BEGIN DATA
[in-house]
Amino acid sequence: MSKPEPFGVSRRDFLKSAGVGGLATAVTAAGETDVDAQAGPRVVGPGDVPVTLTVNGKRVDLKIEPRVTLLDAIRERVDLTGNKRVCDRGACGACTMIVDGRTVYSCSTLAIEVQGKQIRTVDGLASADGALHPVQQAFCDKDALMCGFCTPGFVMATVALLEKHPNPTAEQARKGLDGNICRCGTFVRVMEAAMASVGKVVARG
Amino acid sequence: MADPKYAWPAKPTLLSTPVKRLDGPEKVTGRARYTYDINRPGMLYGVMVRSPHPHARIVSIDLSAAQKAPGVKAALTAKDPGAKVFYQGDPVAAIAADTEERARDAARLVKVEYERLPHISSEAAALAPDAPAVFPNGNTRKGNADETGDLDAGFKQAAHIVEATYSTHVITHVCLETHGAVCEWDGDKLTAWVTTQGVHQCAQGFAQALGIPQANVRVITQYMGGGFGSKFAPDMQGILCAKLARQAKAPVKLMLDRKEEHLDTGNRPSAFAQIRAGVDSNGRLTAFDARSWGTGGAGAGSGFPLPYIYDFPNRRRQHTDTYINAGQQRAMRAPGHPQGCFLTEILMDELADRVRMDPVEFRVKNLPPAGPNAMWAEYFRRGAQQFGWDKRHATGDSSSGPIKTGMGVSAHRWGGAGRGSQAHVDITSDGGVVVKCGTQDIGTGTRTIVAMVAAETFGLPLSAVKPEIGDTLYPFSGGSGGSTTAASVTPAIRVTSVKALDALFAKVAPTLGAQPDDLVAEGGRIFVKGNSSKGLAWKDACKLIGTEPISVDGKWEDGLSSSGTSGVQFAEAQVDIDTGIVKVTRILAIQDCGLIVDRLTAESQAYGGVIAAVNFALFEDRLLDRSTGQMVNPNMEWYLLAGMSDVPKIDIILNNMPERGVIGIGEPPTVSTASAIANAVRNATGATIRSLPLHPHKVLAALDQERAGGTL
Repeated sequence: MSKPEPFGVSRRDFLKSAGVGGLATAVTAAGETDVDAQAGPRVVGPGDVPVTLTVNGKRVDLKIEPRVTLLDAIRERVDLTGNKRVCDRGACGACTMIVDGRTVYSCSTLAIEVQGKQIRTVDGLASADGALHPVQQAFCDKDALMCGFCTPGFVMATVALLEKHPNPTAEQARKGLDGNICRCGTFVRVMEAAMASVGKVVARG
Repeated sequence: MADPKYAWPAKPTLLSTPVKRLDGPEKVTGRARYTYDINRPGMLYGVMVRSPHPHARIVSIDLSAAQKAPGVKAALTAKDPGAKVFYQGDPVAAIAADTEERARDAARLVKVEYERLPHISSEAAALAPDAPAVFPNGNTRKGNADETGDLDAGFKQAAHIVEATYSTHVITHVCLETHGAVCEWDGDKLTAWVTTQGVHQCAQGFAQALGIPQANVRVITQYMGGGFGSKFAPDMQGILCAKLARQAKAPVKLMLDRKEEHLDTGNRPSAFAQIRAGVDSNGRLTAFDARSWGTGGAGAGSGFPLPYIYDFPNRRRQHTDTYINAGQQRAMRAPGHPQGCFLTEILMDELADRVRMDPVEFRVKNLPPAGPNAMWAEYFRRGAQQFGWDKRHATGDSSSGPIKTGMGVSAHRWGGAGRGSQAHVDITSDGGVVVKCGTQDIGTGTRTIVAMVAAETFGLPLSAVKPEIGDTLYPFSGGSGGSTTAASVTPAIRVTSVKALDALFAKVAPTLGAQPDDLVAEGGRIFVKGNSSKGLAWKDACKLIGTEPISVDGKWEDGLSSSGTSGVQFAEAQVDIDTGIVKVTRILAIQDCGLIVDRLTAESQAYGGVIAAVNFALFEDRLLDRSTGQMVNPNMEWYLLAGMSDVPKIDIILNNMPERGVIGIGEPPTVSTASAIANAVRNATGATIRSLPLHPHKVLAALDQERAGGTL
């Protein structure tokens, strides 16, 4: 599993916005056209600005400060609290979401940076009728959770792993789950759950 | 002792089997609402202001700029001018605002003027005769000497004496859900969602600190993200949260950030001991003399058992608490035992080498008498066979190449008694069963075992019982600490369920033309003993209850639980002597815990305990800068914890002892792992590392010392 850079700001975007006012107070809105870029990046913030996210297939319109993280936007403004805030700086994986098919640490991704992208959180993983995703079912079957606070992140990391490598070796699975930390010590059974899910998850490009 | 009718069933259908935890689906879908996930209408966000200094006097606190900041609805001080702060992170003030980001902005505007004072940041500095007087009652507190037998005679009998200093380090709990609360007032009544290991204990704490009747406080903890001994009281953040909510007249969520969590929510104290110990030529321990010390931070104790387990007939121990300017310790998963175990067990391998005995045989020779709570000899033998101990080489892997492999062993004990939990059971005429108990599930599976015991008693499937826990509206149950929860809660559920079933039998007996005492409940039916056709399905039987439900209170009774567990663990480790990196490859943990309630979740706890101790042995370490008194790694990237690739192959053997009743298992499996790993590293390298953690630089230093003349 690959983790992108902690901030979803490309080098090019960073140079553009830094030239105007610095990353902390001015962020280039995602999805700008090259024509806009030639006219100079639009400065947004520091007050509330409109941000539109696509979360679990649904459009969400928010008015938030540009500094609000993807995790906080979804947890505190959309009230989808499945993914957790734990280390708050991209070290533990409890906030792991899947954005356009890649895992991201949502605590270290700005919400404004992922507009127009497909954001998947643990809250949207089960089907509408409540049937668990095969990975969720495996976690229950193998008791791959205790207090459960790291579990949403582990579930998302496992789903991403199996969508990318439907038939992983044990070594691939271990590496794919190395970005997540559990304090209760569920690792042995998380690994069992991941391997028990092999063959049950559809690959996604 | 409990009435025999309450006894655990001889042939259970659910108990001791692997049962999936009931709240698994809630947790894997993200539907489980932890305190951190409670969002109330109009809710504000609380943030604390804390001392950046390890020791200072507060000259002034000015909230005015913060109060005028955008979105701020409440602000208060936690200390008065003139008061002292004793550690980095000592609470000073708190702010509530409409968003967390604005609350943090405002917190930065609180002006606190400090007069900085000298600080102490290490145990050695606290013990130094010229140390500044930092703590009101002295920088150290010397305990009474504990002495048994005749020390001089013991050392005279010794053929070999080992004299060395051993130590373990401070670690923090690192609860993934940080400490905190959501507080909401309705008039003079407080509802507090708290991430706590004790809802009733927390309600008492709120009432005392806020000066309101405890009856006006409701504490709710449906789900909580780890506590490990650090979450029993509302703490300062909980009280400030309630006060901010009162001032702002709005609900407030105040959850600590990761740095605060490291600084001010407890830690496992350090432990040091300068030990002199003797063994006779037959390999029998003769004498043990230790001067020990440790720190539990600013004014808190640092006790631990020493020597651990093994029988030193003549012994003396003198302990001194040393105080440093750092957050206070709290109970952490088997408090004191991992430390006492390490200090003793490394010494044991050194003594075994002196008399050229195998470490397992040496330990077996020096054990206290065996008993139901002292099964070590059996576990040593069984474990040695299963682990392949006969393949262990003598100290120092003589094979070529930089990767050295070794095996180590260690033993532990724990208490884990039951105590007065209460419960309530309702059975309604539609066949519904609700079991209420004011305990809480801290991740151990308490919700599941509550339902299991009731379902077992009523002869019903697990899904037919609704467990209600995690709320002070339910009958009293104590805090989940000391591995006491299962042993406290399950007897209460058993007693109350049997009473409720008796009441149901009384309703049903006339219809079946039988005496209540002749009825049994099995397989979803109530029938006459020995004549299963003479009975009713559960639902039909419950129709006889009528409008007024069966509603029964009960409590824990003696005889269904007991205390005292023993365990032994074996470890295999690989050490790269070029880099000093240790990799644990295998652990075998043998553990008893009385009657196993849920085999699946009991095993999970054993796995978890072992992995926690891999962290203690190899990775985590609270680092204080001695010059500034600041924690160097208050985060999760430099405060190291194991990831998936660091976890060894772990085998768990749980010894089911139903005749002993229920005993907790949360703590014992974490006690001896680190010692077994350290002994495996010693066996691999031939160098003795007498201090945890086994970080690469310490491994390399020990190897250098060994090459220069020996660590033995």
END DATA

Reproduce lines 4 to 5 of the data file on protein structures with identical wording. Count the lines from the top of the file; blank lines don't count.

Repeated sequence: MSKPEPFGVSRRDFLKSAGVGGLATAVTAAGETDVDAQAGPRVVGPGDVPVTLTVNGKRVDLKIEPRVTLLDAIRERVDLTGNKRVCDRGACGACTMIVDGRTVYSCSTLAIEVQGKQIRTVDGLASADGALHPVQQAFCDKDALMCGFCTPGFVMATVALLEKHPNPTAEQARKGLDGNICRCGTFVRVMEAAMASVGKVVARG
Repeated sequence: MADPKYAWPAKPTLLSTPVKRLDGPEKVTGRARYTYDINRPGMLYGVMVRSPHPHARIVSIDLSAAQKAPGVKAALTAKDPGAKVFYQGDPVAAIAADTEERARDAARLVKVEYERLPHISSEAAALAPDAPAVFPNGNTRKGNADETGDLDAGFKQAAHIVEATYSTHVITHVCLETHGAVCEWDGDKLTAWVTTQGVHQCAQGFAQALGIPQANVRVITQYMGGGFGSKFAPDMQGILCAKLARQAKAPVKLMLDRKEEHLDTGNRPSAFAQIRAGVDSNGRLTAFDARSWGTGGAGAGSGFPLPYIYDFPNRRRQHTDTYINAGQQRAMRAPGHPQGCFLTEILMDELADRVRMDPVEFRVKNLPPAGPNAMWAEYFRRGAQQFGWDKRHATGDSSSGPIKTGMGVSAHRWGGAGRGSQAHVDITSDGGVVVKCGTQDIGTGTRTIVAMVAAETFGLPLSAVKPEIGDTLYPFSGGSGGSTTAASVTPAIRVTSVKALDALFAKVAPTLGAQPDDLVAEGGRIFVKGNSSKGLAWKDACKLIGTEPISVDGKWEDGLSSSGTSGVQFAEAQVDIDTGIVKVTRILAIQDCGLIVDRLTAESQAYGGVIAAVNFALFEDRLLDRSTGQMVNPNMEWYLLAGMSDVPKIDIILNNMPERGVIGIGEPPTVSTASAIANAVRNATGATIRSLPLHPHKVLAALDQERAGGTL